EMU Students Find Creative Ways to Make Money

Senior Peter French and Senior Caitlin Henson pose by the BioLife sign where they donate plasma.

Senior Peter French and Senior Caitlin Henson pose by the BioLife sign where they donate plasma.

Students are selling their bodies in response to unemployment, high rent, and the rising cost of comic books. A non-living part of their bodies, that is – plasma.

Plasma donation is executed in a similar fashion to blood donation, except that plasma cells are isolated by machine and then the blood is returned to the donor, with saline.

Plasma is a pale yellow component of blood primarily comprised of water and proteins.

Trekking across town to BioLife Plasma Services can earn you up to $50 dollars per week. While the majority of participants are college students, Food Services Director Bruce Emmerson is one donor grossing an average $200 dollars per month from plasma.

Money is by and large the reason why people extract the vital substance. Because plasma has no living components, donors must be compensated.

The collected plasma may be used for direct transfusions to patients with genetic protein deficiencies, or processed into various therapeutics. It cannot be produced synthetically.

“The medical research is a nice afterthought,” joked Senior Peter French.

French donates regularly to supplement his paycheck, all of which goes towards rent. Donors range from depending on the BioLife ATM cards for basic necessities, to merely using them for hobby funds. Emmerson maintains his two tropical fish tanks with his money.

Engaging in the activity can affect reputation and relationships. Hannah Patterson, Senior, explained that where she previously lived, the plasma service centers were speculated to provide drug money for addicts.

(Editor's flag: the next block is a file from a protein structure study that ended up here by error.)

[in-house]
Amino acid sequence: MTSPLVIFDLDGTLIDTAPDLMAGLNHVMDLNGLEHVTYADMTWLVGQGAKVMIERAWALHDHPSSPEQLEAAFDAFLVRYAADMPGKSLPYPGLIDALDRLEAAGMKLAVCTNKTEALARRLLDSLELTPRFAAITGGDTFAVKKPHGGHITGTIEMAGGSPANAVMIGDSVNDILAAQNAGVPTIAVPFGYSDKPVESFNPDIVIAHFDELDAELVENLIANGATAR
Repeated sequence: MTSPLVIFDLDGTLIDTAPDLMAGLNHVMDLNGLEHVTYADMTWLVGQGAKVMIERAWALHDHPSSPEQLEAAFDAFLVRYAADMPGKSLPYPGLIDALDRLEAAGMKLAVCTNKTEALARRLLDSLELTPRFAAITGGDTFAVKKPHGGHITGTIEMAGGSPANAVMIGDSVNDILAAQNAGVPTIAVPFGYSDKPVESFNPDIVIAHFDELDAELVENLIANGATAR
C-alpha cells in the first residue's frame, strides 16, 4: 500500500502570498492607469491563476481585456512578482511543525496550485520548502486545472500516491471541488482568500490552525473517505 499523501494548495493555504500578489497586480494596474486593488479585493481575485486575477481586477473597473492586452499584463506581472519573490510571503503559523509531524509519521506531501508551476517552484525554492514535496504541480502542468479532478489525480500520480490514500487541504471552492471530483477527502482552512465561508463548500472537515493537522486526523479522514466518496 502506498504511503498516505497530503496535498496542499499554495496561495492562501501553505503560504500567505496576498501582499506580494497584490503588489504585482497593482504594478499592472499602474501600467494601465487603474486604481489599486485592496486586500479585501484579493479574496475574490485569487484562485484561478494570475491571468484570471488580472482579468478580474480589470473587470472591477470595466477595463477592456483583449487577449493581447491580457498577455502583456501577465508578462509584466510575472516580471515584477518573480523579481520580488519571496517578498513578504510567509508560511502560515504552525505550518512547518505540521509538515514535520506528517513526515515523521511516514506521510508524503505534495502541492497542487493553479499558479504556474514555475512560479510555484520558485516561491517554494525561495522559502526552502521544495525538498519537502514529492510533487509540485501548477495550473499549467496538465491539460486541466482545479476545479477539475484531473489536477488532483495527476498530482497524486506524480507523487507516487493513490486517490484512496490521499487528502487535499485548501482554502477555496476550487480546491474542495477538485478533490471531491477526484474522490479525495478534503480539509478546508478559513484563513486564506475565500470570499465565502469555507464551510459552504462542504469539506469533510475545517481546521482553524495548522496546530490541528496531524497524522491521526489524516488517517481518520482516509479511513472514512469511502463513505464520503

Senior Laura Zehr commented, “It looks like you have track marks!” Zehr cited a donor who has been asked if they shoot heroin because of the inne-rarm bruises left by the plasma needle.

Another instance of donation’s effect on social dynamics has occurred in Patterson’s house. One housemate relies on plasma to buy groceries. Other housemates are given a food allowance by their parents.

A positive side to the business also becomes apparent when talking to donors.

“It’s like Cheers,” Emmerson remarked in regards to the BioLife staff’s friendliness. Cleanliness and punctuality are paramount to the BioLife structure. If one arrives over five minutes late, they forfeit their appointment.

“They have a really systematic cleaning process,” said Patterson. “People respect it because it’s very regimented.”

Potential side effects of the 45 minute process include fatigue, dehydration, and a weakened immune system.

“I usually just take a nap, and I’m fine,” said Junior Bryce Yoder.

Emmerson, who is a member of the Five Gallon Club for full blood donation and has managed kidney stones in the past, knows and emphasizes the importance of staying hydrated and eating before an appointment.

BioLife screens donors each time for various health markers, such as levels of iron, fat content, protein, heart rate, and blood pressure. These checkups prompt better attention to health in some donors.

When Patterson donated regularly, she rewarded her body’s sacrifice by eating an abundance of protein in the cafeteria. “Every time Friday rolled around. . . I just wanted the biggest burger ever!”

Zehr once ran a 5K after donating, after which she laid in the bathroom under a cold shower to recover from exhaustion and nausea.

Ultimately, it seems donors cannot forget the darker implications of donating plasma.

Because Patterson grew up overseas, and has not lived in the U.S. consecutively for five years, she cannot legally donate full blood.

“But they will gladly pay me to give plasma,” she said, highlighting the disparity.

Emmerson feels some guilt for switching from full blood to plasma donation.

“I actually refer to it as selling my soul,” Zehr quipped.

-Randi B. Hagi, Co-Editor In Chief


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